At the rebuilding Nahant Music Festival, a new North Shore opera honors lost heroes

Like many operas, Francine Trester’s new North Shore-set “Keepers of the Light” does not have a happy ending.

The one-act chamber opera, which will receive its world premiere at the final concert of the 2019 Nahant Music Festival, adapts the true story of the Can Do, a pilot boat out of Gloucester that rushed into action to aid a Coast Guard boat in distress during the brutal Blizzard of 1978. Its five-man crew perished in the storm; ironically, the Coast Guard vessel made it to safety with no losses.

One of the men who lost his life that night was Donald Wilkinson Sr., the father of baritone and Nahant Music Festival founder Donald Wilkinson Jr. Trester learned about the Can Do when Wilkinson mentioned it offhand, she said while being interviewed in Somerville alongside first-year artistic director Eric Perry. She told Wilkinson that if he wasn’t uncomfortable with the idea, she thought it would make a terrific opera.

Moved, he said it would be an honor.

Trester didn’t want to set one note to music without Wilkinson’s approval, so she sent him a draft of her libretto based on Michael Tougias’s book “Ten Hours Until Dawn,” in which Wilkinson was quoted.

Tragically, Wilkinson never saw the opera come to life. In September of 2018, he died at the age of 57 from stomach cancer. But the Nahant Music Festival lives on, and according to Perry, its survival is greatly owed to Wilkinson’s enthusiasm for it.

The festival’s small board has had to adjust to the loss of its captain and work through unfamiliar challenges, explained Perry, a tenor who previously assisted Wilkinson as the festival’s executive director.

“We thought, well, Don wanted this thing to go on,” he said. “So we’re going to do it. We’re just going to find a way.”

Wilkinson was by all accounts a man of many passions, and Perry sees this year’s festival as a tribute to his life. A longtime North Shore resident, Wilkinson left a promising career in electrical engineering to pursue singing full time. His primary musical home, said Perry, was Emmanuel Music, for which he auditioned at the age of 23; he also appeared as soloist with the Boston Symphony Orchestra on multiple occasions, and sang with the Handel and Haydn Society and the Boston Camerata. He was also an avid birder, and a collector of “I Love Lucy” and “Wizard of Oz” memorabilia.

“He was an angel sent down to earth,” Camerata music director emeritus Joel Cohen described Wilkinson over the phone. People wanted to give their best for him, he said. “I don’t think he had an enemy in the world. Everybody is struggling for little crumbs in the music business, but — everybody loved him! And that’s because he was a fine person.”

Since its inception in 2014, the festival has included an apprenticeship program for rising vocalists, which is now named after Wilkinson. The apprentices are mostly working in the industry or have finished a master’s program within the last few years, said Perry. In the spirit of welcoming singers who, like Wilkinson, may have started their careers later, there is no upper age limit.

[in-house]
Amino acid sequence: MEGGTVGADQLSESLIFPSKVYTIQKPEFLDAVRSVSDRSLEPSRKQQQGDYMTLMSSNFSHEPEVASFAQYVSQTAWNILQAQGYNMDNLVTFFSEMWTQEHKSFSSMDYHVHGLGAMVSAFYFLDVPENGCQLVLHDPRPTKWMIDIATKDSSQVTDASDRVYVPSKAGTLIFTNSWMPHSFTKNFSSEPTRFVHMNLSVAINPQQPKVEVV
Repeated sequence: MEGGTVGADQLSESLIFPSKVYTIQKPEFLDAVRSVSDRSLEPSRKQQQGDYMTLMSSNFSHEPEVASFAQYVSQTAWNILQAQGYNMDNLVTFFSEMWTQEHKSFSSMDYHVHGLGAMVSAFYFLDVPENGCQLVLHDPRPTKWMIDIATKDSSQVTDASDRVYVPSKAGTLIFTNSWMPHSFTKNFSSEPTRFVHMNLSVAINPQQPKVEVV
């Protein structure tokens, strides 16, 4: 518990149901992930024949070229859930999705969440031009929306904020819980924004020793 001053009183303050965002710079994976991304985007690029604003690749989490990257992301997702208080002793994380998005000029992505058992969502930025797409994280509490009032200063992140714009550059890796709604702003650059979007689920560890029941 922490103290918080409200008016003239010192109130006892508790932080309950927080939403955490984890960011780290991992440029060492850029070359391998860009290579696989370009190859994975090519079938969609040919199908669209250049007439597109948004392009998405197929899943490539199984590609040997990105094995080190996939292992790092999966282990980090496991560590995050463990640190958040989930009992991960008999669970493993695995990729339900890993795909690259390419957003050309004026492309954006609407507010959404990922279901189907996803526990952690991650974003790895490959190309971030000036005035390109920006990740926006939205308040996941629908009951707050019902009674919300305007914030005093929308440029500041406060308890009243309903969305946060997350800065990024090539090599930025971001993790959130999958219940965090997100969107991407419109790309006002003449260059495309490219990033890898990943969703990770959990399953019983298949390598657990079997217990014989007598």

Though this rebuilding year includes fewer events than past seasons, this year marks the first in which the festival has been able to provide the vocal apprentices with an honorarium in addition to room and board, Perry said. “Because the apprentice program is now in Don’s name . . . we want to honor Don’s legacy by also respecting the work and the time that our artists give.”

In programming past festivals, Wilkinson drew on both the time-tested and the new. Baroque music was a regular fixture; even suffering from late-stage cancer, he conducted a program of Bach cantatas last year. He also made a point of commissioning new pieces. Trester in particular has a long association with the festival, having composed a song cycle and an opera for it already.

In one of their final communications before his passing, Perry says, he and Wilkinson agreed on the 2019 festival’s repertoire. On June 9 at St. John’s Episcopal Church in Gloucester, the apprentices will perform the St. Mark Passion by Reinhard Keiser, a contemporary of Bach. Then, on June 15, they’ll deliver the world premiere of “Keepers of the Light,” stage directed by Joshua Major and music directed by Timothy Steele, at the Nahant Town Hall. The program also includes an “opera to Broadway” selection of songs about the sea. Supplementing that, “Ten Hours Until Dawn” author Tougias will give a free talk on June 11.

The music of the half-hour opera weaves in a seagull motif — a tribute to Wilkinson’s birding as well as an anecdote from Tougias’s book — and a setting of Tennyson’s “Crossing the Bar.” Language, Trester says, greatly influences her music. “I want the words to sing,” she explains.

The ultimate fate of the Can Do is not explicitly revealed in the libretto. It ends with the crew making the decision to go out and aid the Coast Guard vessel, knowing the danger.

“If you know what happens, it’s very dark,” says Trester. “But . . . the light is the fact that there are people who are willing to do things like this.”


In Gloucester and Nahant, June 9, 11, and 15 .

Zoë Madonna can be reached at Follow her on Twitter @knitandlisten. Madonna’s work is supported by the Rubin Institute for Music Criticism, San Francisco Conservatory of Music, and Ann and Gordon Getty Foundation.